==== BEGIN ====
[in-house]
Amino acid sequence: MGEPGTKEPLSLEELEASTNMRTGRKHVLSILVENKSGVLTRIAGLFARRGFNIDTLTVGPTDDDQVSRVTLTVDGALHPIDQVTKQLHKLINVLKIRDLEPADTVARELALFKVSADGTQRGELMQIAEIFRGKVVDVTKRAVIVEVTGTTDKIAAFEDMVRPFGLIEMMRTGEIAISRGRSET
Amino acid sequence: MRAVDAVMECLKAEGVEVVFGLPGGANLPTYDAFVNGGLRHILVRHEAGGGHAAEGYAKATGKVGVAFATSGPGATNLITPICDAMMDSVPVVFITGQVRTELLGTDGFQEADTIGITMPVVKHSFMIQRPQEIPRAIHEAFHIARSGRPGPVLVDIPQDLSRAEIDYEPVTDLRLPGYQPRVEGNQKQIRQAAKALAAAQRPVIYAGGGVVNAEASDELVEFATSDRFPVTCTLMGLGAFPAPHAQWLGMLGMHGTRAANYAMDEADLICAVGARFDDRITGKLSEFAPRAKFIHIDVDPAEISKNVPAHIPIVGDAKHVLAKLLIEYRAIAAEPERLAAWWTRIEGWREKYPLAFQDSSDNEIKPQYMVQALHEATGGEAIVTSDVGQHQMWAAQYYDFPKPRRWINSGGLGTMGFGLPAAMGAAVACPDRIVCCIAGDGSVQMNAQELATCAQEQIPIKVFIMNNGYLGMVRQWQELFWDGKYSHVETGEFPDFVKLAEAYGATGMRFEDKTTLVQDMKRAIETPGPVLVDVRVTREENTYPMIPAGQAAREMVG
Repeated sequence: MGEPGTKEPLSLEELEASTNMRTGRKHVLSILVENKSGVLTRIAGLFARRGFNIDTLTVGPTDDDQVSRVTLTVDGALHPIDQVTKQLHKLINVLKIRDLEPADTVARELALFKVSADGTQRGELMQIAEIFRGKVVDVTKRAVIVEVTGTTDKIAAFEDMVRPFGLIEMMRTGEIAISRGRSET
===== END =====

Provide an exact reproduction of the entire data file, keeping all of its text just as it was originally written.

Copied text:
[in-house]
Amino acid sequence: MGEPGTKEPLSLEELEASTNMRTGRKHVLSILVENKSGVLTRIAGLFARRGFNIDTLTVGPTDDDQVSRVTLTVDGALHPIDQVTKQLHKLINVLKIRDLEPADTVARELALFKVSADGTQRGELMQIAEIFRGKVVDVTKRAVIVEVTGTTDKIAAFEDMVRPFGLIEMMRTGEIAISRGRSET
Amino acid sequence: MRAVDAVMECLKAEGVEVVFGLPGGANLPTYDAFVNGGLRHILVRHEAGGGHAAEGYAKATGKVGVAFATSGPGATNLITPICDAMMDSVPVVFITGQVRTELLGTDGFQEADTIGITMPVVKHSFMIQRPQEIPRAIHEAFHIARSGRPGPVLVDIPQDLSRAEIDYEPVTDLRLPGYQPRVEGNQKQIRQAAKALAAAQRPVIYAGGGVVNAEASDELVEFATSDRFPVTCTLMGLGAFPAPHAQWLGMLGMHGTRAANYAMDEADLICAVGARFDDRITGKLSEFAPRAKFIHIDVDPAEISKNVPAHIPIVGDAKHVLAKLLIEYRAIAAEPERLAAWWTRIEGWREKYPLAFQDSSDNEIKPQYMVQALHEATGGEAIVTSDVGQHQMWAAQYYDFPKPRRWINSGGLGTMGFGLPAAMGAAVACPDRIVCCIAGDGSVQMNAQELATCAQEQIPIKVFIMNNGYLGMVRQWQELFWDGKYSHVETGEFPDFVKLAEAYGATGMRFEDKTTLVQDMKRAIETPGPVLVDVRVTREENTYPMIPAGQAAREMVG
Repeated sequence: MGEPGTKEPLSLEELEASTNMRTGRKHVLSILVENKSGVLTRIAGLFARRGFNIDTLTVGPTDDDQVSRVTLTVDGALHPIDQVTKQLHKLINVLKIRDLEPADTVARELALFKVSADGTQRGELMQIAEIFRGKVVDVTKRAVIVEVTGTTDKIAAFEDMVRPFGLIEMMRTGEIAISRGRSET